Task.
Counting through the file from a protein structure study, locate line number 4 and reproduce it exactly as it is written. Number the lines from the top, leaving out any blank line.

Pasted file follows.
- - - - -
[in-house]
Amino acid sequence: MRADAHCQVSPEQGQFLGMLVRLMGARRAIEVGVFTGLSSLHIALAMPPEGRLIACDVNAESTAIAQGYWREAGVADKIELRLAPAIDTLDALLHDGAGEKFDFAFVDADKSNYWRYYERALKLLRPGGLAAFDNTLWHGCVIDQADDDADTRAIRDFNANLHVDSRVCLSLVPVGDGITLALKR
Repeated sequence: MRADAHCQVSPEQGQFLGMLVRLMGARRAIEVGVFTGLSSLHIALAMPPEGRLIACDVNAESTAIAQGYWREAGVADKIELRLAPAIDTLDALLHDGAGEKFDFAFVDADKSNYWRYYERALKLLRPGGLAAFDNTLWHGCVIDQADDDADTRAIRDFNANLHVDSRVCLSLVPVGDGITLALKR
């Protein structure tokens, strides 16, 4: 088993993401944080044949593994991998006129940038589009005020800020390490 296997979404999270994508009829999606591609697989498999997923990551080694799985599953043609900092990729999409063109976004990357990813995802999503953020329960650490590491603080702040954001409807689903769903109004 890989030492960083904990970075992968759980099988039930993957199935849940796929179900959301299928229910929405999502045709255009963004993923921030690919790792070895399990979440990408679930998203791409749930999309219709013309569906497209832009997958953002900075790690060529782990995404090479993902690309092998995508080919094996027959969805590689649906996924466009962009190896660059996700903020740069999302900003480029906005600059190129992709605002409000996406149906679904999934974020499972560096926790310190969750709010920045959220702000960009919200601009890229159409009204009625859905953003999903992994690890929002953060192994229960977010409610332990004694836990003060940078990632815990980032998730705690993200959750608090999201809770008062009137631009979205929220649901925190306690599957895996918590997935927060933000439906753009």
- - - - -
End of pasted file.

């Protein structure tokens, strides 16, 4: 088993993401944080044949593994991998006129940038589009005020800020390490 296997979404999270994508009829999606591609697989498999997923990551080694799985599953043609900092990729999409063109976004990357990813995802999503953020329960650490590491603080702040954001409807689903769903109004 890989030492960083904990970075992968759980099988039930993957199935849940796929179900959301299928229910929405999502045709255009963004993923921030690919790792070895399990979440990408679930998203791409749930999309219709013309569906497209832009997958953002900075790690060529782990995404090479993902690309092998995508080919094996027959969805590689649906996924466009962009190896660059996700903020740069999302900003480029906005600059190129992709605002409000996406149906679904999934974020499972560096926790310190969750709010920045959220702000960009919200601009890229159409009204009625859905953003999903992994690890929002953060192994229960977010409610332990004694836990003060940078990632815990980032998730705690993200959750608090999201809770008062009137631009979205929220649901925190306690599957895996918590997935927060933000439906753009």